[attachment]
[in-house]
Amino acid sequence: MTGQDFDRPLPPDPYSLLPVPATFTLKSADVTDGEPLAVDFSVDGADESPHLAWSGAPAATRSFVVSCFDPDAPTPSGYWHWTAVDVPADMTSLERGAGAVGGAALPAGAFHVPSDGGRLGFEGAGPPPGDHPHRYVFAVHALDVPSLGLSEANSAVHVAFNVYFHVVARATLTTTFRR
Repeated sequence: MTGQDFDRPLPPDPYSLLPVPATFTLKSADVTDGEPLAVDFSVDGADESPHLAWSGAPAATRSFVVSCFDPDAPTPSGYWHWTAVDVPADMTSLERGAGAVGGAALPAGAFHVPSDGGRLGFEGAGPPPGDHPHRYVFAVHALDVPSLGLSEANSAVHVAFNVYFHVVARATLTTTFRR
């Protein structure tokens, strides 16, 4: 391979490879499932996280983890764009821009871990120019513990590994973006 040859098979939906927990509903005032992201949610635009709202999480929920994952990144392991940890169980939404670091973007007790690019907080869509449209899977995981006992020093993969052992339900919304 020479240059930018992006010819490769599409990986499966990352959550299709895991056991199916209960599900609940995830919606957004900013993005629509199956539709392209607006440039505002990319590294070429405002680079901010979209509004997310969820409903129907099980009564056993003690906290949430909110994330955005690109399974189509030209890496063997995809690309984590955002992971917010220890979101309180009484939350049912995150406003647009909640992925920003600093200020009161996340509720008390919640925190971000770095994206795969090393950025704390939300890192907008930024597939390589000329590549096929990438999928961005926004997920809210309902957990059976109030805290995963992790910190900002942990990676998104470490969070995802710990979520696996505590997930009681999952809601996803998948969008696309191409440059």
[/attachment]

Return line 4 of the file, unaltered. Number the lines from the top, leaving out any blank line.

């Protein structure tokens, strides 16, 4: 391979490879499932996280983890764009821009871990120019513990590994973006 040859098979939906927990509903005032992201949610635009709202999480929920994952990144392991940890169980939404670091973007007790690019907080869509449209899977995981006992020093993969052992339900919304 020479240059930018992006010819490769599409990986499966990352959550299709895991056991199916209960599900609940995830919606957004900013993005629509199956539709392209607006440039505002990319590294070429405002680079901010979209509004997310969820409903129907099980009564056993003690906290949430909110994330955005690109399974189509030209890496063997995809690309984590955002992971917010220890979101309180009484939350049912995150406003647009909640992925920003600093200020009161996340509720008390919640925190971000770095994206795969090393950025704390939300890192907008930024597939390589000329590549096929990438999928961005926004997920809210309902957990059976109030805290995963992790910190900002942990990676998104470490969070995802710990979520696996505590997930009681999952809601996803998948969008696309191409440059």